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Cloud-Based EMR – Is it New? Is it Better?

As if medical practices don’t have enough to worry about with EMR implementation, now they have to decide what kind of EMR system to get: a client-server-based system or a web-based system. The former is the kind that most of us are familiar with. You purchase a computer server, buy a license for the EMR software, install said software on your server, and you’re ready to go.

But recently there has been a lot of buzz about ‘new’ web-based EMR systems, also known as cloud-based EMR, that allow the user to pay a monthly subscription fee to access their EMR rather than having to purchase it. And since any computer can use the internet to ‘run’ the EMR, there isn’t the need to purchase more expensive servers and their associated hardware and software.

So, is cloud-based electronic medical records really a new thing, and is it really better?

In fact, running software across the internet is nothing new. Also known as Application Service Provider (ASP) or Software as a Service (SaaS), some major software companies have been offering this service to their clients for over a decade.

Depending on the nature of the business, these can run across the World Wide Web (WWW) using a simple web browser or a secure internet connection. Since this information is often stored across a network of data storage centers, it is considered to be hosted in the ‘cloud’ and in no one particular place at any time (sort of like the ambiguous nature of an electron cloud).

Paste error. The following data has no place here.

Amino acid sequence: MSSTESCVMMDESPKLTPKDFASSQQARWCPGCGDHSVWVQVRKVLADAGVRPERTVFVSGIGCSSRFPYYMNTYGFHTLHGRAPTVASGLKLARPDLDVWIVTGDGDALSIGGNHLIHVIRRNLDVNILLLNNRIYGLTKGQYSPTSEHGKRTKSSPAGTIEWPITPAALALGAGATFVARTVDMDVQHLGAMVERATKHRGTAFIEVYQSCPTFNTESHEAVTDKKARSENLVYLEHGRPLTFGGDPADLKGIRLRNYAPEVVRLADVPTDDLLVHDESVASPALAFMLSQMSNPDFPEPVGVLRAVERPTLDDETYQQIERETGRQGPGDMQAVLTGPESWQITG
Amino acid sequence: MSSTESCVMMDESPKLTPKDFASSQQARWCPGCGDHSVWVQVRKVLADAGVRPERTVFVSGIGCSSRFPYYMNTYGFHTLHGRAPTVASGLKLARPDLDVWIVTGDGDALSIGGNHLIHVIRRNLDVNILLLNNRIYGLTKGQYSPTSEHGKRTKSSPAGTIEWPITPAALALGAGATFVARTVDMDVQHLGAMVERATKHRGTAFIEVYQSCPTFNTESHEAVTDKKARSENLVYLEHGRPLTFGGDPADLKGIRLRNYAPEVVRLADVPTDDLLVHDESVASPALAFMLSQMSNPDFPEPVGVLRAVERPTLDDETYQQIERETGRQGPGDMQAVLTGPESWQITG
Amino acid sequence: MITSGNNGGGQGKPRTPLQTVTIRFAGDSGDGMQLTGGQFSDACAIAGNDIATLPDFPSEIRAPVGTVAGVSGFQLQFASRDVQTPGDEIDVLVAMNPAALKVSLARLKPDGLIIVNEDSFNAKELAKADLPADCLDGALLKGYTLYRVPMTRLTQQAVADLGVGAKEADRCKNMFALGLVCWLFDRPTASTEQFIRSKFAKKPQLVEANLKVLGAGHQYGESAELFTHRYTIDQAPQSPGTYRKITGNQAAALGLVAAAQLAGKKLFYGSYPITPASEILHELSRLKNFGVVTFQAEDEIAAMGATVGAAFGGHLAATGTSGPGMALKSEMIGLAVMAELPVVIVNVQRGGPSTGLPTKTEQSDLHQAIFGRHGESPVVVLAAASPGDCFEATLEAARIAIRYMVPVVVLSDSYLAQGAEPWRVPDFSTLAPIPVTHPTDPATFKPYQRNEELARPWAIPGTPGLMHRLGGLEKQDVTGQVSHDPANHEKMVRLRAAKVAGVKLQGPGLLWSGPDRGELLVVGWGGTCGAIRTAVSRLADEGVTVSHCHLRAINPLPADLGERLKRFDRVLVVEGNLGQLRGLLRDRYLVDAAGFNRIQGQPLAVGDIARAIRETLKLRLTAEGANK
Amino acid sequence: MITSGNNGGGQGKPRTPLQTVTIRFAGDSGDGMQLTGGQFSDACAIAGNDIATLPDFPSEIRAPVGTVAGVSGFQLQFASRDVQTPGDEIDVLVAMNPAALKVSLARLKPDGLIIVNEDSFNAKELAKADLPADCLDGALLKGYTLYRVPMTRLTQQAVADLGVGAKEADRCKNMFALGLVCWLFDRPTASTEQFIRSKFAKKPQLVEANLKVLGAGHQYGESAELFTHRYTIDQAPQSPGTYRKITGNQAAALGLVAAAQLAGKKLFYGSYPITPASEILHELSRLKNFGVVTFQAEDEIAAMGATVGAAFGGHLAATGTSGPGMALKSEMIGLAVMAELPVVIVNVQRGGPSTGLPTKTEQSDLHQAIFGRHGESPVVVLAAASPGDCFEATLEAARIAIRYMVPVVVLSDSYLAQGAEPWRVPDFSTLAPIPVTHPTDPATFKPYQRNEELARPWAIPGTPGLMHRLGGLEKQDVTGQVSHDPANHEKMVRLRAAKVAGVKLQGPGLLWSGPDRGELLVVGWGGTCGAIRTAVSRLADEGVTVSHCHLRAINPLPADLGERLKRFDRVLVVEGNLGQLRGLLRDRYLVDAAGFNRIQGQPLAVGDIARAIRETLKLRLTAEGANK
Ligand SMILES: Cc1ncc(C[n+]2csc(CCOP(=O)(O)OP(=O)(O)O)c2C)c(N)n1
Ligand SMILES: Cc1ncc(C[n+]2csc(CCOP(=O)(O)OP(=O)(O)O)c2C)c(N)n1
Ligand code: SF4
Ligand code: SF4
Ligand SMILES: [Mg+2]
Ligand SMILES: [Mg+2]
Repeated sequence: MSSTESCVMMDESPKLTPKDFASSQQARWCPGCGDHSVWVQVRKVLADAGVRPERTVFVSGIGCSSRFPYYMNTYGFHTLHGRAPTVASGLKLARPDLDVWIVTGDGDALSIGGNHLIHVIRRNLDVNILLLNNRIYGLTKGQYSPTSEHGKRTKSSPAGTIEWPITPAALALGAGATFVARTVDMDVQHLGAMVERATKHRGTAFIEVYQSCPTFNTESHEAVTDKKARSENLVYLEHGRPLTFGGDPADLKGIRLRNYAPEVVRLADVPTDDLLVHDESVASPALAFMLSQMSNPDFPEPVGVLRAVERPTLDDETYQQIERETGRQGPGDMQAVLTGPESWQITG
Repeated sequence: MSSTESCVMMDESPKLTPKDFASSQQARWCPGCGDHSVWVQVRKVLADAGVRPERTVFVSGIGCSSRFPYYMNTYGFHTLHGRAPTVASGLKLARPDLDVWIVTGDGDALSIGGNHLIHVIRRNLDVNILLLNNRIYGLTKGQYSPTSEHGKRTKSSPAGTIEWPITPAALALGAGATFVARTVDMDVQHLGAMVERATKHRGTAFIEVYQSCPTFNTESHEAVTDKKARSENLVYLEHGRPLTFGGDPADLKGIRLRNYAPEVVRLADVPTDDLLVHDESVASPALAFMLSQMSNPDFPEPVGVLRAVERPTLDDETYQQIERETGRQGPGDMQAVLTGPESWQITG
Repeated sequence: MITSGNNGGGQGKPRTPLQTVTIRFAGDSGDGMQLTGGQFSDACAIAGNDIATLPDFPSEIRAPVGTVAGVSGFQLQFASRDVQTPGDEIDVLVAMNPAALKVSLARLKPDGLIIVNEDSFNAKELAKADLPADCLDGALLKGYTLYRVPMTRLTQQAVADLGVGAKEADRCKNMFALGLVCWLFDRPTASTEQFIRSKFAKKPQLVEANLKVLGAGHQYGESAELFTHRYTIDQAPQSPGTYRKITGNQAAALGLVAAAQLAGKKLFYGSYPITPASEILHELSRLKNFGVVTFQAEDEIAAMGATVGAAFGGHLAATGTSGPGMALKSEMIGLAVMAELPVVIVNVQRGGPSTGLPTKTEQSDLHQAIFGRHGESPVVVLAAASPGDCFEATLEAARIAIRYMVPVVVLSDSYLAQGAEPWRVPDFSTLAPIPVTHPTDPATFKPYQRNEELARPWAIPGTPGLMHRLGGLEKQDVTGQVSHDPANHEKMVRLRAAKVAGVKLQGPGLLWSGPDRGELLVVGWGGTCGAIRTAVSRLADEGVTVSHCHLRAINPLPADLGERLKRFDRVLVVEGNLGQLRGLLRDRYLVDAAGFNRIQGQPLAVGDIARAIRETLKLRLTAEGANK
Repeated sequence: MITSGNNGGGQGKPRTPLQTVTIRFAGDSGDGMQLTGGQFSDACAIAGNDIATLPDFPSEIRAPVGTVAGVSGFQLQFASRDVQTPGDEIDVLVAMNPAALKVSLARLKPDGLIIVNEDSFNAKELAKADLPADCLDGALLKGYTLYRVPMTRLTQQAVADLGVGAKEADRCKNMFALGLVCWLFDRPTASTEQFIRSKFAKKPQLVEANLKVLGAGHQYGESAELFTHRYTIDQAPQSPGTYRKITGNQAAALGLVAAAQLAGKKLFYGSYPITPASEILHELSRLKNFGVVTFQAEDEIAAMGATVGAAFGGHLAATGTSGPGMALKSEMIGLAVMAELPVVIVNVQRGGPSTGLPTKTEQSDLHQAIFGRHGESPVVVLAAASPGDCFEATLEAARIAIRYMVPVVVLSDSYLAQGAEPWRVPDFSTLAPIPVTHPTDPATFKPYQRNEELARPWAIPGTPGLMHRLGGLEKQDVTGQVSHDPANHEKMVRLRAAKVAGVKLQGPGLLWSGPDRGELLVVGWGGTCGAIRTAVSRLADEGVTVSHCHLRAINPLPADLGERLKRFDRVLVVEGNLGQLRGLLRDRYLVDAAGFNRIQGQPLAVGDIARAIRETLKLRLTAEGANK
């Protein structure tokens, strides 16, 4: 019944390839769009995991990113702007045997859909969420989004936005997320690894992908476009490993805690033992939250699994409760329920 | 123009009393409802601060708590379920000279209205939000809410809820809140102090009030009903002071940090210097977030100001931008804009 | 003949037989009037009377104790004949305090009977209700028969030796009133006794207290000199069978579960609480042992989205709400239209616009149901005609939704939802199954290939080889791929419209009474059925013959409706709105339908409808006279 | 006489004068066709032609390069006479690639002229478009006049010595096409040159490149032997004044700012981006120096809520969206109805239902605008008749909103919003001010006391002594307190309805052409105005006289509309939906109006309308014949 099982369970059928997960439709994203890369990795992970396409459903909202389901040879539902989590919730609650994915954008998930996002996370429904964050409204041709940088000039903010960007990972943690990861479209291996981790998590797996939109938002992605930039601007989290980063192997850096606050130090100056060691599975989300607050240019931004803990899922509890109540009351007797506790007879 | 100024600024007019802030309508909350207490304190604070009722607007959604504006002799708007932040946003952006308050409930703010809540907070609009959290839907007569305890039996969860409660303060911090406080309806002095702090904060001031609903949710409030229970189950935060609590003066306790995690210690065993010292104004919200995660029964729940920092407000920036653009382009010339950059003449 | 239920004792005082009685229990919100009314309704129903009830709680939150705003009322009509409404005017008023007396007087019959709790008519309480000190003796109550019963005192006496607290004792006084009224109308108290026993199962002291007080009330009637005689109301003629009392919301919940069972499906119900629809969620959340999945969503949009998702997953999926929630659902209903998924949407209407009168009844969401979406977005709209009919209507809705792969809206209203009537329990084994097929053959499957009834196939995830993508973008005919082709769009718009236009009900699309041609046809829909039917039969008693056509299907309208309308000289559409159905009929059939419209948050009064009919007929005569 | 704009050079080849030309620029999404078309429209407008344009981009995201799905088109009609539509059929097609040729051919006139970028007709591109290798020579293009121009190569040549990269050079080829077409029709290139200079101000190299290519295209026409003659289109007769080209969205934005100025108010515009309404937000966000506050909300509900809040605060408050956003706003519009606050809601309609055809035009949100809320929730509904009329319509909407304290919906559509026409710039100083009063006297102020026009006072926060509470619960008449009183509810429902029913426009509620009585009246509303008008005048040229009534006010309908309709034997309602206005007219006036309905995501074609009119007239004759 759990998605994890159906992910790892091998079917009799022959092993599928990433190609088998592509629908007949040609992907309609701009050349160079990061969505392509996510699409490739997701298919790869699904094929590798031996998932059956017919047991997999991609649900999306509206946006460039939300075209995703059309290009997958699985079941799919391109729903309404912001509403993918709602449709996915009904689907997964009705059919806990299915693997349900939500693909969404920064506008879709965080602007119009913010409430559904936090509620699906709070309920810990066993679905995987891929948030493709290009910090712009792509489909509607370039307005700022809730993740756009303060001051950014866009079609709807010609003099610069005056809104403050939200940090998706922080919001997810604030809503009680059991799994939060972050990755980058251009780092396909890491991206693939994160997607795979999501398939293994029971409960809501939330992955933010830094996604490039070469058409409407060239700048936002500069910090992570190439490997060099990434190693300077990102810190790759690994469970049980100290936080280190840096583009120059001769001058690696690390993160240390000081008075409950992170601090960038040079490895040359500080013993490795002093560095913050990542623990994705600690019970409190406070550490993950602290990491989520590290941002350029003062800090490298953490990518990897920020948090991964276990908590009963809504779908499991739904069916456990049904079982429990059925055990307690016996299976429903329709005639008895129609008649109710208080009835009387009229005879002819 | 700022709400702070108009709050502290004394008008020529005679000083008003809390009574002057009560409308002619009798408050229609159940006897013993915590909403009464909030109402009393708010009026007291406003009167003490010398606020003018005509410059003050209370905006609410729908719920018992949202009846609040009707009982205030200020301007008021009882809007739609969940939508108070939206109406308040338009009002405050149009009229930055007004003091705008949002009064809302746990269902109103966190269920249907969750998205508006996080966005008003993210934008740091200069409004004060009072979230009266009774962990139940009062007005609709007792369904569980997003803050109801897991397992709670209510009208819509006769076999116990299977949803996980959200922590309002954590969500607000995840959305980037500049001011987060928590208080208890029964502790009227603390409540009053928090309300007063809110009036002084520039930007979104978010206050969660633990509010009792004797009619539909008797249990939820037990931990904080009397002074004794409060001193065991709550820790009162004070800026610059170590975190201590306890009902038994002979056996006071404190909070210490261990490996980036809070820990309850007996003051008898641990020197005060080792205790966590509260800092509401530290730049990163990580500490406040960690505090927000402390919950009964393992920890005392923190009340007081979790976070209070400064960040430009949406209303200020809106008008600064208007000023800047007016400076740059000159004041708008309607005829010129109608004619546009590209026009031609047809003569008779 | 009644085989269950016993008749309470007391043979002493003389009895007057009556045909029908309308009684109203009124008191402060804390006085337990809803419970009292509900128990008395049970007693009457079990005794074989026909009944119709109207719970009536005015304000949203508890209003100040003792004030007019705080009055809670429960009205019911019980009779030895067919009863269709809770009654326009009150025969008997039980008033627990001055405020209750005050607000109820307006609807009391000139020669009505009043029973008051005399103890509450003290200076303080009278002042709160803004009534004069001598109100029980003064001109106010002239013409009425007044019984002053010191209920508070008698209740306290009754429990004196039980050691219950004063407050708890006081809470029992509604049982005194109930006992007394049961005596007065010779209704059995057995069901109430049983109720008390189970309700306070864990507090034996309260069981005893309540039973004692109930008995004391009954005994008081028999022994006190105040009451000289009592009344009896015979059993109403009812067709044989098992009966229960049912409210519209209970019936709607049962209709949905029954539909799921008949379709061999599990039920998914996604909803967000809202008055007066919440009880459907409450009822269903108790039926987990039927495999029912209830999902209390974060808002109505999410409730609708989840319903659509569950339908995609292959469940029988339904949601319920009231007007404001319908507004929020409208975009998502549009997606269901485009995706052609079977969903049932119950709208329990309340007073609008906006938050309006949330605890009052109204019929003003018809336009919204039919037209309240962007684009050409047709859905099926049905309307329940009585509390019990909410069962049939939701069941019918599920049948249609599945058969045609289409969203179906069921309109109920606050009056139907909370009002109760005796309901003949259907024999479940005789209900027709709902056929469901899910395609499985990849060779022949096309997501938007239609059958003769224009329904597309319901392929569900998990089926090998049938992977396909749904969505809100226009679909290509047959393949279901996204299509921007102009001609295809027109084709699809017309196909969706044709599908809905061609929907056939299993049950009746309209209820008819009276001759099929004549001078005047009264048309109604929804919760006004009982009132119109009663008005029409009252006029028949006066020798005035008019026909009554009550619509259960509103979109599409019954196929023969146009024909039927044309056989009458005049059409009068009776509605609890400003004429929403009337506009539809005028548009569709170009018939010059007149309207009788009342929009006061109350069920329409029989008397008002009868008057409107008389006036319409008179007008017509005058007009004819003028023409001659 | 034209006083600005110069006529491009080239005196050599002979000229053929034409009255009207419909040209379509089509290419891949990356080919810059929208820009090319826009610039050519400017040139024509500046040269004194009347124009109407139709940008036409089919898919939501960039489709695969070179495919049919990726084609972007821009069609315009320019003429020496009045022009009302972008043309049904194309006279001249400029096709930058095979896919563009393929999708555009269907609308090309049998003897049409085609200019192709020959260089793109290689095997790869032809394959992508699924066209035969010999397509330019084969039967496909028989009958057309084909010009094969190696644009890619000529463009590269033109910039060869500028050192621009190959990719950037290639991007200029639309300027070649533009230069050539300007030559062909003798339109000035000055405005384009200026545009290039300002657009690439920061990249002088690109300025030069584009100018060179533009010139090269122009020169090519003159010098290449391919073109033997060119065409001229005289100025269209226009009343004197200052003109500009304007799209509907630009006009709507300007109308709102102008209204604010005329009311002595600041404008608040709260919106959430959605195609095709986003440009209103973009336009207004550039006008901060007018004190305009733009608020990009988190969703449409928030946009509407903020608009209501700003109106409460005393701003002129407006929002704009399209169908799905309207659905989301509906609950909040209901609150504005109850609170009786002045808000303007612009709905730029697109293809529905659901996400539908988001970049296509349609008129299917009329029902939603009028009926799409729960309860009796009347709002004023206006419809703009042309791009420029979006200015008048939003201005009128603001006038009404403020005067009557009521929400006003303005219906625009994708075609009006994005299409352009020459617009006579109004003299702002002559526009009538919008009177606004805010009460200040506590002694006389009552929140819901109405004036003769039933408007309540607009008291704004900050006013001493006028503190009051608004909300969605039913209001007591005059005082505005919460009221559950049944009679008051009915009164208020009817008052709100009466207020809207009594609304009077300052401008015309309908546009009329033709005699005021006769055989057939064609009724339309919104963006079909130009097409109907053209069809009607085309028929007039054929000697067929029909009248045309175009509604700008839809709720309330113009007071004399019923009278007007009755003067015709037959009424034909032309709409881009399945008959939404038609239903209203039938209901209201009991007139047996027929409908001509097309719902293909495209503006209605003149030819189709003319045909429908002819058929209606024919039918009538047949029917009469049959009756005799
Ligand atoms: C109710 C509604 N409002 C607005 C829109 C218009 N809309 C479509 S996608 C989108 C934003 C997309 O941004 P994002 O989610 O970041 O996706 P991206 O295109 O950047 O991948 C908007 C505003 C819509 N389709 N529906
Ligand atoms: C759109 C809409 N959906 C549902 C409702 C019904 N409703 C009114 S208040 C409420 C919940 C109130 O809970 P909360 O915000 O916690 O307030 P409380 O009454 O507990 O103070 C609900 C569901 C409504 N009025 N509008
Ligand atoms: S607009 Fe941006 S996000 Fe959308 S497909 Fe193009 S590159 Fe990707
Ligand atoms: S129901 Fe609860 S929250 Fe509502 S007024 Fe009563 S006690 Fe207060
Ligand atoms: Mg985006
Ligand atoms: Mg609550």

And many of you are already (unknowingly) running your EMR systems as cloud computing if you have a centralized data center and use it across multiple office locations. If you are seeing patients in a satellite office and entering information into your EMR system, this process is actually happening back at your central office across your wide-area network (WAN). The main difference between this and true cloud computing is that many (if not most) of your devices have a more direct connection to your network than a truly web-based system, which always must store and recall data across the internet.

Choosing a particular vendor does not necessarily limit your choices. Jim Messier, of MedFlow Inc., says that their EMR solution works as either a client-server system or a web-based system, as do many of the EMR systems out there today. “Client-server systems are not passe and are often preferred by larger practices or those with multiple offices. But for smaller groups with fewer sources, the same software can be run as an ASP or SaaS, and the user experience is essentially the same.”

Tera Roy, Specialty Director Ophthalmology at NextGen Healthcare, says that, “With or without stimulus dollars, healthcare is headed to the cloud. Our newest releases are all based in the cloud, like NextGen Mobile, Patient Portal and Health Information Exchange, and we plan to keep introducing more of these Web-driven alternatives. They will play a critical role in breaking down barriers for small practices to achieve the full benefits of automation.”

If cloud-based systems are cheaper to set up, why doesn’t everyone go this route? Mr. Messier points out that, similar to deciding between leasing or purchasing a car, it helps to crunch the numbers. And for many practices that commit to a long-term relationship with their EMR system, there is usually a better return on their investment if they buy the EMR system rather than pay a monthly access fee, with a typical break-even time of about five years.